Libeskind's V&A extension now has the look of a museum piece
Remember all the cant about how Libeskind's Spiral for the V&A was not simply an elaborate exercise in lookat-me shape-making, but a considered intellectual response to the peculiarities of context and brief? Dubious at the time, the argument is verging on risible as it becomes increasingly clear that Libeskind is perfectly happy to peddle his particular brand of shiny, jaggedy corners and deconstructed theory to pretty much any commission he chooses to accept.
The Spiral, which once marked the institution out as forward-looking and courageous, has rapidly become a symbol of the institutional inertia that weighs it down.Having been pipped at the post by both Imperial War Museum North and London Metropolitan University, it now finds itself in the impossible position of trying to drum up enthusiasm for a 'new'building that already seems rather too familiar and hopelessly out of date.Doubtless the prospect of a U-turn has been dismissed at this late stage.But surely the truly courageous path of action for the V&A would be either to ditch all pretence of being an enfant terrible and invest its resources in improving, and perhaps intelligently but discreetly extending, its existing premises, or to reclaim ground as an imaginative patron by commissioning a genuinely untried talent - or, at the very least, a genuinely original design.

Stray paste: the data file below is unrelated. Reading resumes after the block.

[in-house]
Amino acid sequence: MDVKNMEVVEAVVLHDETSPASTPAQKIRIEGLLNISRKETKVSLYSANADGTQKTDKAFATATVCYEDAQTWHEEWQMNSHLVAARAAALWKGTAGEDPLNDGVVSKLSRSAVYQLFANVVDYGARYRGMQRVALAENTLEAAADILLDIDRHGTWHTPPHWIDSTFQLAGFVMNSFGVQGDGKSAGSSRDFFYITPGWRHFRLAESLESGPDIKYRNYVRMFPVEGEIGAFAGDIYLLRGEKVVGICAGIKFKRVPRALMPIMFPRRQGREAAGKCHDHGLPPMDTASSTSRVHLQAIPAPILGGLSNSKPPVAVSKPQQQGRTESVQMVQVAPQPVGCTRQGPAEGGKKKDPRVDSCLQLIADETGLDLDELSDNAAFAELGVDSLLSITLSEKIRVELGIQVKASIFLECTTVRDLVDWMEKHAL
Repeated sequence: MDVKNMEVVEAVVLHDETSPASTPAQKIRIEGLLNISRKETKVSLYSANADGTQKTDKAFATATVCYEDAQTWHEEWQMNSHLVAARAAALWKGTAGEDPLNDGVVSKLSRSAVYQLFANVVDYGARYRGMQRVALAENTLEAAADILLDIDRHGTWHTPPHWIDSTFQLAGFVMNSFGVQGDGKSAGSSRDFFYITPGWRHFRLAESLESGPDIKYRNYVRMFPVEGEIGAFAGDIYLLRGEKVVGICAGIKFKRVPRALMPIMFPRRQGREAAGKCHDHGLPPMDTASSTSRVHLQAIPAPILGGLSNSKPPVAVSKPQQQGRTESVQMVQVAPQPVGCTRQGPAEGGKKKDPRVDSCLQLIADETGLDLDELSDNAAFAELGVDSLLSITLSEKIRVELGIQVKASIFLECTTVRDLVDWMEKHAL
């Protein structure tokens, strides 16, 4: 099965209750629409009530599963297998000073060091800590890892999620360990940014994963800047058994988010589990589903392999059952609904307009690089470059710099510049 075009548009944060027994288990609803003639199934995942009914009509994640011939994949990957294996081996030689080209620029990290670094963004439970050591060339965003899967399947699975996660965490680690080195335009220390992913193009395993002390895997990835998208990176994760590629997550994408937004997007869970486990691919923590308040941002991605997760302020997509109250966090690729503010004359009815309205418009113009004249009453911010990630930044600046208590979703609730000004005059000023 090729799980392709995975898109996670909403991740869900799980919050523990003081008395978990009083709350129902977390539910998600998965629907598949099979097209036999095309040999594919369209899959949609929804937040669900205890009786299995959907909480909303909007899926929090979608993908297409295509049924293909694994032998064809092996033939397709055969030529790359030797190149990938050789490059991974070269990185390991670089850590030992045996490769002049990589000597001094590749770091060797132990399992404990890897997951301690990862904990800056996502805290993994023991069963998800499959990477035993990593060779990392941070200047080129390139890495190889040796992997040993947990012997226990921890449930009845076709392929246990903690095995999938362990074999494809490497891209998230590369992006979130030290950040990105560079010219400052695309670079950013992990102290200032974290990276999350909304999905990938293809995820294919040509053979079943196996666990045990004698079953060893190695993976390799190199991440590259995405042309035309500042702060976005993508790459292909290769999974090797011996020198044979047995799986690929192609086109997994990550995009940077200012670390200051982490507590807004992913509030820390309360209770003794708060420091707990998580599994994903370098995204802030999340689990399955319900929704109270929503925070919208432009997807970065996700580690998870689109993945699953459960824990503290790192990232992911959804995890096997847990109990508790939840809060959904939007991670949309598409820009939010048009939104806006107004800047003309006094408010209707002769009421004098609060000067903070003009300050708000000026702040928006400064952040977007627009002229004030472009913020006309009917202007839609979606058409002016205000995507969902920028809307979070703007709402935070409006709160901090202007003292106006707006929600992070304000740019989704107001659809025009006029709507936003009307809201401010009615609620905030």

There have, of course, been occasions when the decision to commission Libeskind has been positively inspired. The Jewish Museum in Berlin and the Felix Nussbaum Museum in Osnabr³ck stand out as instances where the resonance between the disorientating spaces and the disturbing subject matter create an unsettling, eerie beauty wholly appropriate to the task.But the formula had already worn a little thin when applied to the rather more forthright ambitions of Manchester's Imperial War Museum North.
There was a time when every city that wanted to prove itself as culturally enlightened simply had to have a building by Richard Meier.
Then it was Frank Gehry.
And now, it seems, every self-respecting city needs a building by Daniel Libeskind.But two?